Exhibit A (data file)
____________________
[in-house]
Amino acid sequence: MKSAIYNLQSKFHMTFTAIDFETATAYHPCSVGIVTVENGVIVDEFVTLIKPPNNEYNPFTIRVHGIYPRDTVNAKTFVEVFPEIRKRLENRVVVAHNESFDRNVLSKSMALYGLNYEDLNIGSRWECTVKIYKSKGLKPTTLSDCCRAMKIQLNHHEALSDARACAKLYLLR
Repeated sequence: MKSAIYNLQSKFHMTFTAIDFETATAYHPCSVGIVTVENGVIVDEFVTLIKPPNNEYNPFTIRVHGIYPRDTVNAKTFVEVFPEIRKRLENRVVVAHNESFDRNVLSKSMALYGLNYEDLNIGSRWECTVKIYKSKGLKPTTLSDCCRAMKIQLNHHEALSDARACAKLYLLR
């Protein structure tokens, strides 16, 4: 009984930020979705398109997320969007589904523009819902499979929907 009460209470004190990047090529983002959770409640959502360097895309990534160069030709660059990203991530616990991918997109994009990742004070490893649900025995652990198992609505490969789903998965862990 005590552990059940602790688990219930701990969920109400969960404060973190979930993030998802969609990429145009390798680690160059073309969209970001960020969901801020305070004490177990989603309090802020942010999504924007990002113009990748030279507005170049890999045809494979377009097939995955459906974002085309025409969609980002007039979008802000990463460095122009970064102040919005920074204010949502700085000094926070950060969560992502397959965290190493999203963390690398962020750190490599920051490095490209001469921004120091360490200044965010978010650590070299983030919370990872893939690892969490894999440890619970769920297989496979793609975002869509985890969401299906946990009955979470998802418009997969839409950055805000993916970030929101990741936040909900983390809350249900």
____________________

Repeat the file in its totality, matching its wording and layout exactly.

[in-house]
Amino acid sequence: MKSAIYNLQSKFHMTFTAIDFETATAYHPCSVGIVTVENGVIVDEFVTLIKPPNNEYNPFTIRVHGIYPRDTVNAKTFVEVFPEIRKRLENRVVVAHNESFDRNVLSKSMALYGLNYEDLNIGSRWECTVKIYKSKGLKPTTLSDCCRAMKIQLNHHEALSDARACAKLYLLR
Repeated sequence: MKSAIYNLQSKFHMTFTAIDFETATAYHPCSVGIVTVENGVIVDEFVTLIKPPNNEYNPFTIRVHGIYPRDTVNAKTFVEVFPEIRKRLENRVVVAHNESFDRNVLSKSMALYGLNYEDLNIGSRWECTVKIYKSKGLKPTTLSDCCRAMKIQLNHHEALSDARACAKLYLLR
């Protein structure tokens, strides 16, 4: 009984930020979705398109997320969007589904523009819902499979929907 009460209470004190990047090529983002959770409640959502360097895309990534160069030709660059990203991530616990991918997109994009990742004070490893649900025995652990198992609505490969789903998965862990 005590552990059940602790688990219930701990969920109400969960404060973190979930993030998802969609990429145009390798680690160059073309969209970001960020969901801020305070004490177990989603309090802020942010999504924007990002113009990748030279507005170049890999045809494979377009097939995955459906974002085309025409969609980002007039979008802000990463460095122009970064102040919005920074204010949502700085000094926070950060969560992502397959965290190493999203963390690398962020750190490599920051490095490209001469921004120091360490200044965010978010650590070299983030919370990872893939690892969490894999440890619970769920297989496979793609975002869509985890969401299906946990009955979470998802418009997969839409950055805000993916970030929101990741936040909900983390809350249900």